Passwords Suck: Learn About and Use Multi-Factor Authentication
They are long, hard to remember (even if you have easier-to-remember phrases), moreso when new, and are largely a difficulty for users to user properly. Combined with the fact that many users choose easy-to-guess or easy-to-ascertain passwords based off of commonly-known facts about themselves and that they will try all of their passwords when told one isn’t working…the list goes on.
Passwords are essential to our daily lives because they provide a facet of authentication security — the ability to confirm that you are who you say you are, because you know something someone else does not. In security circles, this type of password authentication is known as “something you know.” In authentication security experts have long pointed out that just having “something you know” is not good enough. Three key facets are required for good authentication:
- Something you know
- Somewhere you are
- Something you have
Something you know is a password or passphrase, pin, code, or pattern that you transmit to a party in order to identify yourself. Somewhere you are is a location which is restricted or confirmed through GPS. Something you have is more commonly used, and includes tokens, RFID chips, badges, USB keys, CAC cards, and much more. These facets of authentication security, when blended together, form multi-factor authentication. The most common form of multi-factor authentication is Something You Have and Something you Know. This is what is commonly referred to when “Dual-factor authentication“ is mentioned.
Why would you use multi-factor authentications? For the same reasons you might want to have multiple core routers in your datacenter, multiple employees performing the same job, or tape backups — redundancy.
Consider the following scenario:
Acme company is deploying a new web application for their business partners to better access manufacturing information. Unfortunately a SQL injection bug made it’s way into the production version, and a hacker managed to steal the database of usernames and passwords. In a single-factor password-based authentication scheme, the hacker would be able to crack hashed passwords in the database, login, and steal property from Acme business partners. Fortunately, Acme issues each customer a token which securely and pseudo-randomly generates a secure PIN every 10 seconds. Partners using the site use this as a secondary confirmation mechanism and will be unable to perform any actions without first providing a valid PIN.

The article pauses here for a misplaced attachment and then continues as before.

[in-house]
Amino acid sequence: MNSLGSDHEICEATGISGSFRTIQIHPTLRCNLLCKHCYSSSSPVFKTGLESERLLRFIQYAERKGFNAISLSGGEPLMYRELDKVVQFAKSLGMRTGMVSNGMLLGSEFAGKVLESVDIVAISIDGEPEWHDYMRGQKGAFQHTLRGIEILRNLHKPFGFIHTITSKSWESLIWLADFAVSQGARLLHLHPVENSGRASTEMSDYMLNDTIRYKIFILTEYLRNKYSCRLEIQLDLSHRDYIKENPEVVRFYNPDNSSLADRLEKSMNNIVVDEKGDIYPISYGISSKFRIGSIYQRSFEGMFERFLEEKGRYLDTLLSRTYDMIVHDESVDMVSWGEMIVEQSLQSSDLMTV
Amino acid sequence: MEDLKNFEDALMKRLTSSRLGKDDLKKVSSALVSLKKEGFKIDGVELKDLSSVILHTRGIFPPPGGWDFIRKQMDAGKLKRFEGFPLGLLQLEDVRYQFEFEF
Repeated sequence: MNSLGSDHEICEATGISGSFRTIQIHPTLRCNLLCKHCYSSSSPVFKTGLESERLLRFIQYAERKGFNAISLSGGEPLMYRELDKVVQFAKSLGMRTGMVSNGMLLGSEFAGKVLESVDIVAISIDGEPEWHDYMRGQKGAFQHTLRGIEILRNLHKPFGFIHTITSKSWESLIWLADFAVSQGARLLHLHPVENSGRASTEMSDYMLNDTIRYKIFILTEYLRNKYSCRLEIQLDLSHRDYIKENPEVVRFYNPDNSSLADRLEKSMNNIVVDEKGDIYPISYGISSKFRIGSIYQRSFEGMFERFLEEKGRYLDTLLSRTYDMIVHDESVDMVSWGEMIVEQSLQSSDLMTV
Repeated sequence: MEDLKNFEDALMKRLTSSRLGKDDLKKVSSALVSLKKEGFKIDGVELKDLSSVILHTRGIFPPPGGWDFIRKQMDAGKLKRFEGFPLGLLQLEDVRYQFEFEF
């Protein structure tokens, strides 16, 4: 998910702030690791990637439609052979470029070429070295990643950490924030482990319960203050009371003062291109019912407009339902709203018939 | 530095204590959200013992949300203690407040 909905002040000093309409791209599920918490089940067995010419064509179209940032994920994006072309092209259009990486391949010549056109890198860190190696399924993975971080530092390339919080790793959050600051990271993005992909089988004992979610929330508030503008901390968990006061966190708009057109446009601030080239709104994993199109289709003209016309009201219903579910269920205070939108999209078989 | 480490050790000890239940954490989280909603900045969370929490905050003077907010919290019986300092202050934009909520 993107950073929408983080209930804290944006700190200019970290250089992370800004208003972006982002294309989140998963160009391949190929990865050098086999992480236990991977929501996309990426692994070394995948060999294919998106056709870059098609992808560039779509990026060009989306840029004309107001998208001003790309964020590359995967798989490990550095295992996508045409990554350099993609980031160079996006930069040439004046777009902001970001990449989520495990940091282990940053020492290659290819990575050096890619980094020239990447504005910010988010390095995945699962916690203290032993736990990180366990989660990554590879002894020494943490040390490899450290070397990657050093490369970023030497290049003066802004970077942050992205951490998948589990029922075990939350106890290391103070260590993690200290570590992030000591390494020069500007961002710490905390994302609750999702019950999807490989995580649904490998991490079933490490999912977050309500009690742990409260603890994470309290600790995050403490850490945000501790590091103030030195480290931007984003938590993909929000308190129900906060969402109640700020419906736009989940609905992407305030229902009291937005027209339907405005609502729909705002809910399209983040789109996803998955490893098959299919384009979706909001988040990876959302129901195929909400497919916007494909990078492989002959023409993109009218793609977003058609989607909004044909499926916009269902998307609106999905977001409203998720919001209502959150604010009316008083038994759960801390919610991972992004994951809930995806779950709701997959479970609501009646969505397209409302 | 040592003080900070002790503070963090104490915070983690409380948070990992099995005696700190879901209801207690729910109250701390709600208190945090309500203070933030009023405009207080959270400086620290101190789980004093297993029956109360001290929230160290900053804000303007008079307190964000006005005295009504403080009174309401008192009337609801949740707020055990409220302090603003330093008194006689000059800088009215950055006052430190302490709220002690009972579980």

Properly encrypted passwords would have also stopped this attacker from gaining access to user accounts, but what if the users or user accounts themselves were targeted? Even if someone guesses, cracks, or steals their way into a user password or access, without the token they will be unable to access systems with just a password.
Deploying dual-factor authentication can be as easy as turning it on in Google, deploying turnkey Active Directory solutions, purchasing solutions for websites, or adjusting Linux Pluggable Authentication Module (PAM) and authentication settings.
A Final Note:
Password security is important as a barrier to entry, but proper password procedures ensure that post-breach data theft including password databases are less severe. Proper password storage is essential to provide time post-breach for an organization to reassess and refactor security policy and reset affected user accounts.
Usually when a breach occurs involving passwords, we are talking about a Windows SAM credential dump or a SQL database (Unix/Linux passwords are automatically stored correctly with proper security measures). Ensure that Windows machines are NOT useing Lanman hashes, and consult your web developers to be sure that passwords are not being stored as simple hashes.
A proper password hash algorithm should look like this:
hash(hash(password) + salt)
Where the hash() function is a non-trivial (read: not MD5 or Base64) hash and the salt is a random string of data added to the password in order to slow password cracking by defeating rainbow tables and pre-generated brute-force dictionaries.